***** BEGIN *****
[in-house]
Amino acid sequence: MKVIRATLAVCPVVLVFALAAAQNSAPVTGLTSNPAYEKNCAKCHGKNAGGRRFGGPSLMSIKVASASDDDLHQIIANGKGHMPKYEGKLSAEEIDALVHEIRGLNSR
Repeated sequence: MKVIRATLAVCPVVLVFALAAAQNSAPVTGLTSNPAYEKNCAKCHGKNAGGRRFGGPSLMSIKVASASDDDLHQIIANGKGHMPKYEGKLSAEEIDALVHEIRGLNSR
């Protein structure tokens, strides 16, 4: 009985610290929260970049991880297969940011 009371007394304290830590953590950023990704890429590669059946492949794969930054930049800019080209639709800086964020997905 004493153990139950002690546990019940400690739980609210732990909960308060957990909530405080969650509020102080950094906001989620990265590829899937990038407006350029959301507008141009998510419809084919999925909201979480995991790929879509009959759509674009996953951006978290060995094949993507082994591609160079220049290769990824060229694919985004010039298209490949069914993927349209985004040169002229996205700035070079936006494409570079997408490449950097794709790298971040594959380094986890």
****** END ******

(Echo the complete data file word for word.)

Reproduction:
[in-house]
Amino acid sequence: MKVIRATLAVCPVVLVFALAAAQNSAPVTGLTSNPAYEKNCAKCHGKNAGGRRFGGPSLMSIKVASASDDDLHQIIANGKGHMPKYEGKLSAEEIDALVHEIRGLNSR
Repeated sequence: MKVIRATLAVCPVVLVFALAAAQNSAPVTGLTSNPAYEKNCAKCHGKNAGGRRFGGPSLMSIKVASASDDDLHQIIANGKGHMPKYEGKLSAEEIDALVHEIRGLNSR
């Protein structure tokens, strides 16, 4: 009985610290929260970049991880297969940011 009371007394304290830590953590950023990704890429590669059946492949794969930054930049800019080209639709800086964020997905 004493153990139950002690546990019940400690739980609210732990909960308060957990909530405080969650509020102080950094906001989620990265590829899937990038407006350029959301507008141009998510419809084919999925909201979480995991790929879509009959759509674009996953951006978290060995094949993507082994591609160079220049290769990824060229694919985004010039298209490949069914993927349209985004040169002229996205700035070079936006494409570079997408490449950097794709790298971040594959380094986890």